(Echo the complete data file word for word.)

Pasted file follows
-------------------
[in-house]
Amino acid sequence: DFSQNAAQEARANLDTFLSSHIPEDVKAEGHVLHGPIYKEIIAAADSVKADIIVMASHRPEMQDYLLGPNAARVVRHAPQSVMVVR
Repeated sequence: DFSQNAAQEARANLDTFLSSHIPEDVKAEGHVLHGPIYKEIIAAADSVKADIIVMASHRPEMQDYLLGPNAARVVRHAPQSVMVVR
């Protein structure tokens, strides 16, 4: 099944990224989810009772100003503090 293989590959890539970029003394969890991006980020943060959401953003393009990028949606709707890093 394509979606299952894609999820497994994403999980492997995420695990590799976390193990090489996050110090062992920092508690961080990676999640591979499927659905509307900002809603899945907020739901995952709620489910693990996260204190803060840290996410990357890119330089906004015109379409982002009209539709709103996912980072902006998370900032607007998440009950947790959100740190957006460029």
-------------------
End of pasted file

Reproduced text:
[in-house]
Amino acid sequence: DFSQNAAQEARANLDTFLSSHIPEDVKAEGHVLHGPIYKEIIAAADSVKADIIVMASHRPEMQDYLLGPNAARVVRHAPQSVMVVR
Repeated sequence: DFSQNAAQEARANLDTFLSSHIPEDVKAEGHVLHGPIYKEIIAAADSVKADIIVMASHRPEMQDYLLGPNAARVVRHAPQSVMVVR
């Protein structure tokens, strides 16, 4: 099944990224989810009772100003503090 293989590959890539970029003394969890991006980020943060959401953003393009990028949606709707890093 394509979606299952894609999820497994994403999980492997995420695990590799976390193990090489996050110090062992920092508690961080990676999640591979499927659905509307900002809603899945907020739901995952709620489910693990996260204190803060840290996410990357890119330089906004015109379409982002009209539709709103996912980072902006998370900032607007998440009950947790959100740190957006460029």